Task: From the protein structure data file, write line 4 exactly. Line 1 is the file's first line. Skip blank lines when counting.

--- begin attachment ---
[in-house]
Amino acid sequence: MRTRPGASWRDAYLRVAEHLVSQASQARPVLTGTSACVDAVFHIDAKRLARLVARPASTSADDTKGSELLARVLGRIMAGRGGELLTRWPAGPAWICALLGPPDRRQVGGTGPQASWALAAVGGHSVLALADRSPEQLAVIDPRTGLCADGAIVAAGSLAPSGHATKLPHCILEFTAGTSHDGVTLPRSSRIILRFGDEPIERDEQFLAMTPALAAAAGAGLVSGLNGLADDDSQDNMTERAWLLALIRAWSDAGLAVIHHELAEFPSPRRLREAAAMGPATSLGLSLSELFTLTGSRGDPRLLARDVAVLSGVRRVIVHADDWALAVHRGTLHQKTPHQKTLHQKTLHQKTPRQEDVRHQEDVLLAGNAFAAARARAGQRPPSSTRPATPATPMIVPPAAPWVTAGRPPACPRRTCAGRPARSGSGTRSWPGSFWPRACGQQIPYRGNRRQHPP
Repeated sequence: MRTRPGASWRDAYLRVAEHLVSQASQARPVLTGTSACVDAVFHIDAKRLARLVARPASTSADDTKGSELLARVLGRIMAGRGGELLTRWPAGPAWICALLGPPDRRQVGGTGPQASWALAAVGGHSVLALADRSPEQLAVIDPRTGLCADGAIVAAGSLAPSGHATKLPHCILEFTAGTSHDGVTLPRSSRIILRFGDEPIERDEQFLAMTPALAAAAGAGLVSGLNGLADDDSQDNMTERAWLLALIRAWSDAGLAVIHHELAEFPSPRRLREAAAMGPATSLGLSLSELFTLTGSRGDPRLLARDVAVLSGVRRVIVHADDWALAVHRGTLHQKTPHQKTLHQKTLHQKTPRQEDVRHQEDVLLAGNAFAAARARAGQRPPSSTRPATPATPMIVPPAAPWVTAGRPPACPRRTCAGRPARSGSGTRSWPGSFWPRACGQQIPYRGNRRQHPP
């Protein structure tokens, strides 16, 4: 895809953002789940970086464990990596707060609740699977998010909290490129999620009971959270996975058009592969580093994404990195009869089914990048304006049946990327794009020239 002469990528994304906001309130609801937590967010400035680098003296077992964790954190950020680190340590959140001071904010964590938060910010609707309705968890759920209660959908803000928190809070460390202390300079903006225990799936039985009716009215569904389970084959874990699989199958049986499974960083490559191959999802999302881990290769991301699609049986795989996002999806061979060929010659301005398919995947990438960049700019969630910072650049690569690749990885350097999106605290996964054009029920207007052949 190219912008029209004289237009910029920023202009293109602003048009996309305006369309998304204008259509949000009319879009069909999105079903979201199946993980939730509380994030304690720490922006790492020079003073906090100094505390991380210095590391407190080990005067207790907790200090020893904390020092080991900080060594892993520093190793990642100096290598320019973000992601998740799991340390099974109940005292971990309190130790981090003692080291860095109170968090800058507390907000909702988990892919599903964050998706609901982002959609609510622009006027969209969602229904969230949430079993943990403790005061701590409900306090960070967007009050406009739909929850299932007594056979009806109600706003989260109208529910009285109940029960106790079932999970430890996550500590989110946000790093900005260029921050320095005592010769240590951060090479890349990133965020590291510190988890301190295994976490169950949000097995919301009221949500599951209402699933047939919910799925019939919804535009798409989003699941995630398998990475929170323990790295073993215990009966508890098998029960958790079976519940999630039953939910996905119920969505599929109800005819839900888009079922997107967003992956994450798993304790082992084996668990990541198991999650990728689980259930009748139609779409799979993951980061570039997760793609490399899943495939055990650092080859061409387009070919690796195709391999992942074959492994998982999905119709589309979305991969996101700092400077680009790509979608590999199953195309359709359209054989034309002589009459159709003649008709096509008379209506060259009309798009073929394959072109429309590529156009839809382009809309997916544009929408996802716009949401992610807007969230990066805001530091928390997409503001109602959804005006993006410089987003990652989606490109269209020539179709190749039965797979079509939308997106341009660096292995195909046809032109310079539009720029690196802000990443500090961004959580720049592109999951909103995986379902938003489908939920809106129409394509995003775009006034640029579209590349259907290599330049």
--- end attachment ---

């Protein structure tokens, strides 16, 4: 895809953002789940970086464990990596707060609740699977998010909290490129999620009971959270996975058009592969580093994404990195009869089914990048304006049946990327794009020239 002469990528994304906001309130609801937590967010400035680098003296077992964790954190950020680190340590959140001071904010964590938060910010609707309705968890759920209660959908803000928190809070460390202390300079903006225990799936039985009716009215569904389970084959874990699989199958049986499974960083490559191959999802999302881990290769991301699609049986795989996002999806061979060929010659301005398919995947990438960049700019969630910072650049690569690749990885350097999106605290996964054009029920207007052949 190219912008029209004289237009910029920023202009293109602003048009996309305006369309998304204008259509949000009319879009069909999105079903979201199946993980939730509380994030304690720490922006790492020079003073906090100094505390991380210095590391407190080990005067207790907790200090020893904390020092080991900080060594892993520093190793990642100096290598320019973000992601998740799991340390099974109940005292971990309190130790981090003692080291860095109170968090800058507390907000909702988990892919599903964050998706609901982002959609609510622009006027969209969602229904969230949430079993943990403790005061701590409900306090960070967007009050406009739909929850299932007594056979009806109600706003989260109208529910009285109940029960106790079932999970430890996550500590989110946000790093900005260029921050320095005592010769240590951060090479890349990133965020590291510190988890301190295994976490169950949000097995919301009221949500599951209402699933047939919910799925019939919804535009798409989003699941995630398998990475929170323990790295073993215990009966508890098998029960958790079976519940999630039953939910996905119920969505599929109800005819839900888009079922997107967003992956994450798993304790082992084996668990990541198991999650990728689980259930009748139609779409799979993951980061570039997760793609490399899943495939055990650092080859061409387009070919690796195709391999992942074959492994998982999905119709589309979305991969996101700092400077680009790509979608590999199953195309359709359209054989034309002589009459159709003649008709096509008379209506060259009309798009073929394959072109429309590529156009839809382009809309997916544009929408996802716009949401992610807007969230990066805001530091928390997409503001109602959804005006993006410089987003990652989606490109269209020539179709190749039965797979079509939308997106341009660096292995195909046809032109310079539009720029690196802000990443500090961004959580720049592109999951909103995986379902938003489908939920809106129409394509995003775009006034640029579209590349259907290599330049």